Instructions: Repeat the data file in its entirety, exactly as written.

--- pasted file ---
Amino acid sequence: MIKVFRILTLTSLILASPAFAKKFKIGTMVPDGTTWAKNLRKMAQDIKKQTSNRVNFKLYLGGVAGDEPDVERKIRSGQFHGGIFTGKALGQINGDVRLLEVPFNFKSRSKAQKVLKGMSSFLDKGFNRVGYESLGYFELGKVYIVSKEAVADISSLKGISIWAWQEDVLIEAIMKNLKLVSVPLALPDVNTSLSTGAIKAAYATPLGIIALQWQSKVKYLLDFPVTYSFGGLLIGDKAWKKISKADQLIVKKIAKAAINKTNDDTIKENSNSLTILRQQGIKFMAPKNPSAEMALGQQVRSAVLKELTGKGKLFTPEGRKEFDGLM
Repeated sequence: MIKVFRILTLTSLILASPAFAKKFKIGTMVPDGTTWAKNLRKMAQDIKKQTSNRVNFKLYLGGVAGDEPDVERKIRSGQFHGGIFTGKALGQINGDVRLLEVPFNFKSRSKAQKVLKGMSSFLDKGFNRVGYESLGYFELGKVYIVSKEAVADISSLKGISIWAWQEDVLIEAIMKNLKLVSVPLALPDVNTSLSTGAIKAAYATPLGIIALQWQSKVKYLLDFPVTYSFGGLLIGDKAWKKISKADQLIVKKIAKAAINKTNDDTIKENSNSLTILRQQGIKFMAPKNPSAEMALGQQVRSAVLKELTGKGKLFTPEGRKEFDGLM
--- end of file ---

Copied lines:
Amino acid sequence: MIKVFRILTLTSLILASPAFAKKFKIGTMVPDGTTWAKNLRKMAQDIKKQTSNRVNFKLYLGGVAGDEPDVERKIRSGQFHGGIFTGKALGQINGDVRLLEVPFNFKSRSKAQKVLKGMSSFLDKGFNRVGYESLGYFELGKVYIVSKEAVADISSLKGISIWAWQEDVLIEAIMKNLKLVSVPLALPDVNTSLSTGAIKAAYATPLGIIALQWQSKVKYLLDFPVTYSFGGLLIGDKAWKKISKADQLIVKKIAKAAINKTNDDTIKENSNSLTILRQQGIKFMAPKNPSAEMALGQQVRSAVLKELTGKGKLFTPEGRKEFDGLM
Repeated sequence: MIKVFRILTLTSLILASPAFAKKFKIGTMVPDGTTWAKNLRKMAQDIKKQTSNRVNFKLYLGGVAGDEPDVERKIRSGQFHGGIFTGKALGQINGDVRLLEVPFNFKSRSKAQKVLKGMSSFLDKGFNRVGYESLGYFELGKVYIVSKEAVADISSLKGISIWAWQEDVLIEAIMKNLKLVSVPLALPDVNTSLSTGAIKAAYATPLGIIALQWQSKVKYLLDFPVTYSFGGLLIGDKAWKKISKADQLIVKKIAKAAINKTNDDTIKENSNSLTILRQQGIKFMAPKNPSAEMALGQQVRSAVLKELTGKGKLFTPEGRKEFDGLM